In an article entitled, "What Next? Moving Forward After A Divisive Election," Rabbi Alana joined other Jewish leaders in discussing how we've processed the election results.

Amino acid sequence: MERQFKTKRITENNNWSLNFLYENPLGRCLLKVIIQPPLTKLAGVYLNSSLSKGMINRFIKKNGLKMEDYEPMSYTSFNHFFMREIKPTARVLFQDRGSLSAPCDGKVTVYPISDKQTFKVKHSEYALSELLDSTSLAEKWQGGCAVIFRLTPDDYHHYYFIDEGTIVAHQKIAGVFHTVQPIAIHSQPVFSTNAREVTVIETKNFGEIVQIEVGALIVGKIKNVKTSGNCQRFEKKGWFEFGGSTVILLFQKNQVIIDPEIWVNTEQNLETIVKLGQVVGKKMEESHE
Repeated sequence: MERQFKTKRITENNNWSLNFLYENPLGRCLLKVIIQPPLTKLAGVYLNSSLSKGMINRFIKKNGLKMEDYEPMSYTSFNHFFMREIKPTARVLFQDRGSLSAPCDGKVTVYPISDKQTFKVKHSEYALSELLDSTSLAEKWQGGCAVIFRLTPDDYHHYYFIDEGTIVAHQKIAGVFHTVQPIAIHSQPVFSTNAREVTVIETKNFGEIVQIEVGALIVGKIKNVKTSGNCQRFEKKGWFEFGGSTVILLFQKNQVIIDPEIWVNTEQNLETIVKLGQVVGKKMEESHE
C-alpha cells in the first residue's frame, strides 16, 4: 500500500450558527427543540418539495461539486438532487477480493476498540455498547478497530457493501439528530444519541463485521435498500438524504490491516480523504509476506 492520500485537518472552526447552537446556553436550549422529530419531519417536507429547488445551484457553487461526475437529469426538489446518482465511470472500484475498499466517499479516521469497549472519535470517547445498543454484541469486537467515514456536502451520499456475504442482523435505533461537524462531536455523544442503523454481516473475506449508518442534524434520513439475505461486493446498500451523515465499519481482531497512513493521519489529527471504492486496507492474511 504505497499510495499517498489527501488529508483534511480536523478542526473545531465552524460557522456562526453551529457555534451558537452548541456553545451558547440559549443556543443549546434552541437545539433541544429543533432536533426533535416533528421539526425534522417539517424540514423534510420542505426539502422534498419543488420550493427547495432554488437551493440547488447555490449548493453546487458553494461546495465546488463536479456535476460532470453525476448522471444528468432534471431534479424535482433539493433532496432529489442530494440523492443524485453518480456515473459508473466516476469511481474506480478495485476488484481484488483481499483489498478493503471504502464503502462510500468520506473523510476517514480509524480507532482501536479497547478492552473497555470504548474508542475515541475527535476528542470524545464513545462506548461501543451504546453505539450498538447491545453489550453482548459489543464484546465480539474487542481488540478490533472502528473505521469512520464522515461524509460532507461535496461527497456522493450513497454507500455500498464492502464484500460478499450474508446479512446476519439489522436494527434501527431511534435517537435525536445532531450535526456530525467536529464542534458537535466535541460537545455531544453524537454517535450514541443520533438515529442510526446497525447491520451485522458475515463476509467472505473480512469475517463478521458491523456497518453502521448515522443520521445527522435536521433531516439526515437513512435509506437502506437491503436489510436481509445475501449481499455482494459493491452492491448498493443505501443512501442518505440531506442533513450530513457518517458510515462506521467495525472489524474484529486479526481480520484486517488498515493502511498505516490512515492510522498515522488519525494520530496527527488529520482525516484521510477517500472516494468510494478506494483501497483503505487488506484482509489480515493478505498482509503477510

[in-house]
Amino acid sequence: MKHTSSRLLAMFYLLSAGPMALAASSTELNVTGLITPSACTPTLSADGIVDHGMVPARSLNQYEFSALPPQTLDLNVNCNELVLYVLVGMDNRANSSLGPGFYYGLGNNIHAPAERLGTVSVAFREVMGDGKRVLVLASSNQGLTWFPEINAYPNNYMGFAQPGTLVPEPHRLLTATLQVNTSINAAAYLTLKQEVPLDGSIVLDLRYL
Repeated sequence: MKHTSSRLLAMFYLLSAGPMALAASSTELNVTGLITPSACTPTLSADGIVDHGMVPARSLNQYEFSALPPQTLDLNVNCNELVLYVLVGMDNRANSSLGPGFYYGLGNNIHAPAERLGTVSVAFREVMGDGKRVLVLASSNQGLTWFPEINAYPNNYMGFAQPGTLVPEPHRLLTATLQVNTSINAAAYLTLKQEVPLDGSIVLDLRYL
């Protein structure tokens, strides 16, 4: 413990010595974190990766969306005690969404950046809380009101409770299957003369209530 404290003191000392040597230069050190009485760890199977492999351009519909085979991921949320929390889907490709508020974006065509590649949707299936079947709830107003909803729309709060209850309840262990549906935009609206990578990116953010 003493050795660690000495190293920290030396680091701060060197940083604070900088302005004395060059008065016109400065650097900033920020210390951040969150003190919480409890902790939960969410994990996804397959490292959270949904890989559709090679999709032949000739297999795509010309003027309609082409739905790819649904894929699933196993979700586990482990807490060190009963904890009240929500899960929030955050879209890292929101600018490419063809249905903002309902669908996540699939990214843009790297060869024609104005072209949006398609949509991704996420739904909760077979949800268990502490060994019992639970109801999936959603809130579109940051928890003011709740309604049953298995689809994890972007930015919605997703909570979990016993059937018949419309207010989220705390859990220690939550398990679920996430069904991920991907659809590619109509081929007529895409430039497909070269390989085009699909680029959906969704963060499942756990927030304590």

"I needed to be in community — to feel connected to other terrified hearts," she said. The following night, dozens of people of all ages gathered in her living room. "There was a lot of hugging and a lot of tears. We talked about the state of our emotions, about fear and grief. Some are scared for their friends who are queer, undocumented, black and brown, and some are scared for themselves as they hold one of those identities in addition to feeling threatened as Jews," Alpert added. "Each of us spoke the name of a person we love who is especially vulnerable and sung them blessings of courage. We sang ‘Kol haOlam Kulo,’ Rebbe Nachman’s teaching that the whole world is a narrow bridge and the essential thing is not to fear.” Other songs and prayers Alpert was drawn to were “Lo Yisa Goy” — nation shall not lift up sword against nation, and “Min haMeytzar” — from a narrow place I called out to God. “Toward the end we shared one word: something we hoped to feel in the coming days. I heard words like safety, clarity, community and commitment.”